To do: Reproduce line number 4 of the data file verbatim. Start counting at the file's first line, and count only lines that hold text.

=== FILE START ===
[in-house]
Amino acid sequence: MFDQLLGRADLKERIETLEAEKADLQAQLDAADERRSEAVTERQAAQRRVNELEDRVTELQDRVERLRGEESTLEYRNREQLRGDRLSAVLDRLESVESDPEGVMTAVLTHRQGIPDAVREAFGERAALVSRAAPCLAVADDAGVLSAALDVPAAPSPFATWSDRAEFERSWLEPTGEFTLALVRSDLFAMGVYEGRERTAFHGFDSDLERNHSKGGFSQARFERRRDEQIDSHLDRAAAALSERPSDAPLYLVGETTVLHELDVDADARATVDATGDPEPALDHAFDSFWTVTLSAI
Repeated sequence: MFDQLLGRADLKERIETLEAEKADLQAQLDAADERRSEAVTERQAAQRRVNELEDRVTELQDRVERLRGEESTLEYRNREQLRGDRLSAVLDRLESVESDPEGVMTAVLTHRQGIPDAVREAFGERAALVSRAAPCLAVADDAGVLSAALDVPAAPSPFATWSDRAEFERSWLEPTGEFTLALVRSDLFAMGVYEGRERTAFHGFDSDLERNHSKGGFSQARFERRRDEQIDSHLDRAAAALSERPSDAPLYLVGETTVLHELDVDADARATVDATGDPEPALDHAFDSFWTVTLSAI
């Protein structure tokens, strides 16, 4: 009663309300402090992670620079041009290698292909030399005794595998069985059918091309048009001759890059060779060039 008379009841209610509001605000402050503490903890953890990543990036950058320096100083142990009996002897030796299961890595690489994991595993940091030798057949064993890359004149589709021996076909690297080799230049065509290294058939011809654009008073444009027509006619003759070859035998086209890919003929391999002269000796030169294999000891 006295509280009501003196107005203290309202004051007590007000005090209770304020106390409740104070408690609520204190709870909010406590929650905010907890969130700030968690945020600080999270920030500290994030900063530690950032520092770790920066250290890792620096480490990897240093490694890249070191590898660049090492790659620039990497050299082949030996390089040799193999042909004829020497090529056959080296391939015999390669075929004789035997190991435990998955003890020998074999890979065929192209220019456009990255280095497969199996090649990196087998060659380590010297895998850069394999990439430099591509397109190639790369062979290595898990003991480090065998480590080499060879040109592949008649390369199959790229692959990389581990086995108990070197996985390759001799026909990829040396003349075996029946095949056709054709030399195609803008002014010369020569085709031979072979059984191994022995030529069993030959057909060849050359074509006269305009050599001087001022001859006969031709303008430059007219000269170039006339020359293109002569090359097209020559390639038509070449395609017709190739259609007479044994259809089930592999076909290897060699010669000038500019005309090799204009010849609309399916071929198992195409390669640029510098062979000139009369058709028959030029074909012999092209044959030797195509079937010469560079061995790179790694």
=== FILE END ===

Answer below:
């Protein structure tokens, strides 16, 4: 009663309300402090992670620079041009290698292909030399005794595998069985059918091309048009001759890059060779060039 008379009841209610509001605000402050503490903890953890990543990036950058320096100083142990009996002897030796299961890595690489994991595993940091030798057949064993890359004149589709021996076909690297080799230049065509290294058939011809654009008073444009027509006619003759070859035998086209890919003929391999002269000796030169294999000891 006295509280009501003196107005203290309202004051007590007000005090209770304020106390409740104070408690609520204190709870909010406590929650905010907890969130700030968690945020600080999270920030500290994030900063530690950032520092770790920066250290890792620096480490990897240093490694890249070191590898660049090492790659620039990497050299082949030996390089040799193999042909004829020497090529056959080296391939015999390669075929004789035997190991435990998955003890020998074999890979065929192209220019456009990255280095497969199996090649990196087998060659380590010297895998850069394999990439430099591509397109190639790369062979290595898990003991480090065998480590080499060879040109592949008649390369199959790229692959990389581990086995108990070197996985390759001799026909990829040396003349075996029946095949056709054709030399195609803008002014010369020569085709031979072979059984191994022995030529069993030959057909060849050359074509006269305009050599001087001022001859006969031709303008430059007219000269170039006339020359293109002569090359097209020559390639038509070449395609017709190739259609007479044994259809089930592999076909290897060699010669000038500019005309090799204009010849609309399916071929198992195409390669640029510098062979000139009369058709028959030029074909012999092209044959030797195509079937010469560079061995790179790694």